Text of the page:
How to Learn to Fly

Whether you want to fly an airplane, helicopter, fly for fun, or to become an airline pilot, you need to know the basics that every flyer has to know. Don't be like the 80% of student pilots that drop out and never finish flight training. Follow these steps to make sure you get your wings.


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    Know what the basics are. Before learning to fly, you should know things like:
    • Different types of pilot certificates[1]
    • Different types of medical requirements and certificates
    • Different types of flight schools and flight instructors
    • Costs of taking flight lessons and earning your certificate
  2. Image titled Learn to Fly Step 2
    Get a medial certificate[2] In the US, you can get 1st, 2nd, or 3rd Class medicals.[3] To keep things simple, just remember this:
    • If you ever want to get paid to fly, get a 1st Class medical.
    • If you don't qualify for a 1st Class, get a 2nd class, but you will be limited to the type of pilot jobs.
    • If you're not interested in getting paid to fly and just want to fly for fun, get a 3rd Class medical.
  3. Image titled Learn to Fly Step 3
    Choose a flight school and flight instructor[4]
    • It's extremely important to choose the right flight school and flight instructor for you. There are several types of flight schools out there and they're divided into two major groups: Part 61 and Part 141.
    • Although they might operate slightly differently, you still get the same exact pilot certificates from both types of schools. The major difference is the pace of the flight training that you will get. For the most part, part 61 schools are "go-at-your-own-pace" type of flight schools. Although this might sound nice, you should be careful that your flight training doesn't "drag out" costing you thousands of extra dollars.
    • Part 141 schools, on the other hand are more structured and aimed to student pilots who want to get their certificates done as fast as possible. This might sound intimidating, but in the end, you are still the customer and can choose to go at the pace that you need. Finishing flight training in a timely manner will also save you thousands of dollars and months, or even years of frustration.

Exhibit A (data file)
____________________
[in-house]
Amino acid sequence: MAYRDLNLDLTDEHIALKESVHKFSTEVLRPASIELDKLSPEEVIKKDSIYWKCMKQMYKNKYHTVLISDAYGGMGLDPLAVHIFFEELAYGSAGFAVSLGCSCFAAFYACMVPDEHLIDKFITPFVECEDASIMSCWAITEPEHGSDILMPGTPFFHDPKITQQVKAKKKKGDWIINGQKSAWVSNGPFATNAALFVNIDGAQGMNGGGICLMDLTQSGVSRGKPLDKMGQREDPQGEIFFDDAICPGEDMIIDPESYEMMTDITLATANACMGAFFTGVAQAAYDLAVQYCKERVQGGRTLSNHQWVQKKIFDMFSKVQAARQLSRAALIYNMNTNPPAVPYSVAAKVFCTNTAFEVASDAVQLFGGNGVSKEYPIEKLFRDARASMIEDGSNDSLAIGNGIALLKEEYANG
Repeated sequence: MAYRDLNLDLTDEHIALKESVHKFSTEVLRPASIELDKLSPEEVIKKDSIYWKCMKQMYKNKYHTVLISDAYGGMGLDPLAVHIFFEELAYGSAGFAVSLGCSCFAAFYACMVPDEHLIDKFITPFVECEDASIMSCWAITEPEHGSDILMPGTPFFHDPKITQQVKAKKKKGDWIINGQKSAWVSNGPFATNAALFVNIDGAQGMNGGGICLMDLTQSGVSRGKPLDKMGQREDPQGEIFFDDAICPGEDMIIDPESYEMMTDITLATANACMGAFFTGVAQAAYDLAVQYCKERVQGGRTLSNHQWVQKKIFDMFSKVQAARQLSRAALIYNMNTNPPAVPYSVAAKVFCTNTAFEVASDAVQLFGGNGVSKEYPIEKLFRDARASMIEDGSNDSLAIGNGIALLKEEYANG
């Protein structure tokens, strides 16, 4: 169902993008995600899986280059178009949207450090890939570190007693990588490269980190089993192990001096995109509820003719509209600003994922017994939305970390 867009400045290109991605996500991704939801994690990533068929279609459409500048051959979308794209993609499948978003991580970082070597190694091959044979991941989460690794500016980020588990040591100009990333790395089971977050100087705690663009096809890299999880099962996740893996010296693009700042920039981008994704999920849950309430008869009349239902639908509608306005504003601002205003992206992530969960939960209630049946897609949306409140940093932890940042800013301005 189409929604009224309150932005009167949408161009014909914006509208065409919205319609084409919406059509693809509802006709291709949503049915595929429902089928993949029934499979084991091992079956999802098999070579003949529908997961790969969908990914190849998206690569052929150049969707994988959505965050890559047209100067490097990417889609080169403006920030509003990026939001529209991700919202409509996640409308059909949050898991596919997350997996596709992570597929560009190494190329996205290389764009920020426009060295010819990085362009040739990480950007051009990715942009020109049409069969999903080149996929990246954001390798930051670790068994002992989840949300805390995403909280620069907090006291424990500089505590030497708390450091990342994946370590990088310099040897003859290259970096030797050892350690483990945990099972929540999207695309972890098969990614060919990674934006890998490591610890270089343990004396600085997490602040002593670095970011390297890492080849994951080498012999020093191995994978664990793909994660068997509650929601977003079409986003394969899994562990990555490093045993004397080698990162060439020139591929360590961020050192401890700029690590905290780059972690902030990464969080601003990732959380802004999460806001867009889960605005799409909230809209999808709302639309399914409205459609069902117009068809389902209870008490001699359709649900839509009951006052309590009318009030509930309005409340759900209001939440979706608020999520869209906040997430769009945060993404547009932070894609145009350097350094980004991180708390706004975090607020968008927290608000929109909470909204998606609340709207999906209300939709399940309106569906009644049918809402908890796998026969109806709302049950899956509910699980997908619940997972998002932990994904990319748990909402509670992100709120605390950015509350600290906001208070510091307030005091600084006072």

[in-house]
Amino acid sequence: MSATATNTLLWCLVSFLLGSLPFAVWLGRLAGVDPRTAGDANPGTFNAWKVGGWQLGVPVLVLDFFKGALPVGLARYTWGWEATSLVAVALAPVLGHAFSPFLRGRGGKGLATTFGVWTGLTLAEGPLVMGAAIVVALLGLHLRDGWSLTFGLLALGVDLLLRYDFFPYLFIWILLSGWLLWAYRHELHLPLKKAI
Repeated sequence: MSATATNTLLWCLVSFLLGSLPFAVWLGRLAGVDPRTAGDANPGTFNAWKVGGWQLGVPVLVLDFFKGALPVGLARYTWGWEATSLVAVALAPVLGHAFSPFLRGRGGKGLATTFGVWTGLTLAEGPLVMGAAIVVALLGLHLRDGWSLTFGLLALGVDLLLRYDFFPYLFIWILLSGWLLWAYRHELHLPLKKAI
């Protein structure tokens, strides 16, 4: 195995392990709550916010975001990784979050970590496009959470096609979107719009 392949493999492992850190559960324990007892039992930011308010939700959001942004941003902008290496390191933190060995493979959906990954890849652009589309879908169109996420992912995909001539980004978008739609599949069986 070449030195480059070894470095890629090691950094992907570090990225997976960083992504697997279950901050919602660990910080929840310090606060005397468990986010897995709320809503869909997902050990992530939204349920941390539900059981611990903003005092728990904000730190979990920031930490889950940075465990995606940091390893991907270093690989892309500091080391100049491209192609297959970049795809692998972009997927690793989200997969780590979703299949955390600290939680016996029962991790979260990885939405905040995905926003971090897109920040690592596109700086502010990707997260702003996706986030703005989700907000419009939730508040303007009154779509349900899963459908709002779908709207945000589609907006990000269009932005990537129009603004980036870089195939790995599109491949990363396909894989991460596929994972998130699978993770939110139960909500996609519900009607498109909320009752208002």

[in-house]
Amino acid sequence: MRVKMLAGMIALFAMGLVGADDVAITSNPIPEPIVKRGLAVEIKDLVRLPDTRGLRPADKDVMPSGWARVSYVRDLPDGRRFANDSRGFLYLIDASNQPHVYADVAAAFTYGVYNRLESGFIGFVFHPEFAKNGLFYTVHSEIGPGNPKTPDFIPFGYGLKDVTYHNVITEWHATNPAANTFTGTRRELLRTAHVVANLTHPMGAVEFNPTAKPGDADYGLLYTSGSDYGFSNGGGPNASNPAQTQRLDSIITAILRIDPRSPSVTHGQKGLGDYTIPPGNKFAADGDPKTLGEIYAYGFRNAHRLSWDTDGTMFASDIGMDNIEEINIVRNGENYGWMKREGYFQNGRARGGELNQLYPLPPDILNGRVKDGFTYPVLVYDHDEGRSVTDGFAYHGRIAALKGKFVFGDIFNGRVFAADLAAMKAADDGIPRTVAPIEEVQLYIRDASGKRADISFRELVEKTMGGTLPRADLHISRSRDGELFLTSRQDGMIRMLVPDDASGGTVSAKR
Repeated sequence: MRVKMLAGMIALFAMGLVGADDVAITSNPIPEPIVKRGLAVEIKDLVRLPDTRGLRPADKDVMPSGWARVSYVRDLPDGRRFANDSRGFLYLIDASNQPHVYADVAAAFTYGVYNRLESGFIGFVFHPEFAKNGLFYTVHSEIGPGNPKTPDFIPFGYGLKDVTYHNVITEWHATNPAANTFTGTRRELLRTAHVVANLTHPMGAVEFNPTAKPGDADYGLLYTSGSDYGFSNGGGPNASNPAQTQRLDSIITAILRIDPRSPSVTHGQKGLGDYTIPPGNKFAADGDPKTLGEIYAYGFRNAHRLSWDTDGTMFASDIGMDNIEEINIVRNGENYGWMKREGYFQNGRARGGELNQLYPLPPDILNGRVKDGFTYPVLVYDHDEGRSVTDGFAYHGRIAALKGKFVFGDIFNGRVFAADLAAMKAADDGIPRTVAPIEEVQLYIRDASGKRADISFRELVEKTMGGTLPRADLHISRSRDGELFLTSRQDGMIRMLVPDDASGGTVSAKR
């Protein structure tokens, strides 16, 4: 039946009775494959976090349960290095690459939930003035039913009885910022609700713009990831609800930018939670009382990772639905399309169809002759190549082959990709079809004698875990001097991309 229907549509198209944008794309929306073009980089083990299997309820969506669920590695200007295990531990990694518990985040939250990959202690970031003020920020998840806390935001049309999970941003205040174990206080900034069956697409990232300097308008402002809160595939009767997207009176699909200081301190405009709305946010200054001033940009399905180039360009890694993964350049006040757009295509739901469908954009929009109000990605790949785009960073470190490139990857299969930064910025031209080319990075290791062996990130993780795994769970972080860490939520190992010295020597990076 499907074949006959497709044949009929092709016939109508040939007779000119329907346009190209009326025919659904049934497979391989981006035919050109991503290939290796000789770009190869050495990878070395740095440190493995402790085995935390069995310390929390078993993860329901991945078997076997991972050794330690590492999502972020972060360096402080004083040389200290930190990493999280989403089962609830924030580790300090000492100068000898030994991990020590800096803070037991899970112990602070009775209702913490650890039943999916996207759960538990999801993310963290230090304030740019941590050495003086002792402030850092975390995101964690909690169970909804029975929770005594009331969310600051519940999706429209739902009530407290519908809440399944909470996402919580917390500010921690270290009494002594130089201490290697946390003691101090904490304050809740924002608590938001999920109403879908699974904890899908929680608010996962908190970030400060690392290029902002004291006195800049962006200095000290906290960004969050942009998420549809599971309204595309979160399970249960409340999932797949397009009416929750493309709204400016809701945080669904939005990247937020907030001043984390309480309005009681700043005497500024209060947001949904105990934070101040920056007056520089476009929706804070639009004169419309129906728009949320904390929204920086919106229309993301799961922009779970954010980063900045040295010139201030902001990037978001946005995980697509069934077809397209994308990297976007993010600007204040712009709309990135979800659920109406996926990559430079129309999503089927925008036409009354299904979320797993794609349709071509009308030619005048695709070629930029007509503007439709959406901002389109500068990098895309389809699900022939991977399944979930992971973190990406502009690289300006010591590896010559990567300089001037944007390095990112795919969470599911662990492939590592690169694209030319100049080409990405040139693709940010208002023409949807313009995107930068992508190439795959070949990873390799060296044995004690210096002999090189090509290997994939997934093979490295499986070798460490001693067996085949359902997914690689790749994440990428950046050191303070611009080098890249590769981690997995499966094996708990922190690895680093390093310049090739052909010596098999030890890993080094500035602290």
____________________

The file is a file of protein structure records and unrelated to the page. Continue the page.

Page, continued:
• For the best flight training experience, make sure you choose a compatible certified flight instructor (CFI).[5] You will be spending a lot of time sitting right next to this person, so you want to make sure that you two are a good match. When talking to potential flight instructors, ask about their teaching styles and whether they use a syllabus. If they don't use a syllabus, find another instructor, as this is a big red flag. Also, make sure they don't talk down to you or make you feel uncomfortable in any way.
  4. Image titled Learn to Fly Step 4
    Take responsibility for your own flight training
    • Once you've settled on the flight school and instructor, make sure you schedule your lessons frequently and spend at least a couple hours a day studying and reviewing your flight training material. You have to prepare for a written exam, an oral exam, learn how to plan cross country flights, etc. Don't be lazy and ask a lot of questions.


  • Don't let more than 2-3 days go by without a flight lesson. This frequency will optimize your learning ability and get you done quickly
  • Make sure you use a syllabus, this helps keep you on track and will make a transition from one flight instructor to another seamless
  • Be careful when flight schools quote you anything below $8,000 for a private pilot certificates. There are usually plenty of hidden fees they won't tell you about. [6]


  • Make sure you have at least $6,000-$8,000 to start with, otherwise, you'll run out of money in the middle of your flight training and it will take even more money to start back up again and finish
  • Make sure you know if you qualify for an FAA medical before applying for one. If you apply and are denied a medical, you'll probably never get to fly. However, if you know you don't qualify, you might still be able to obtain a Sport Pilot License [7]

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Categories: Aviation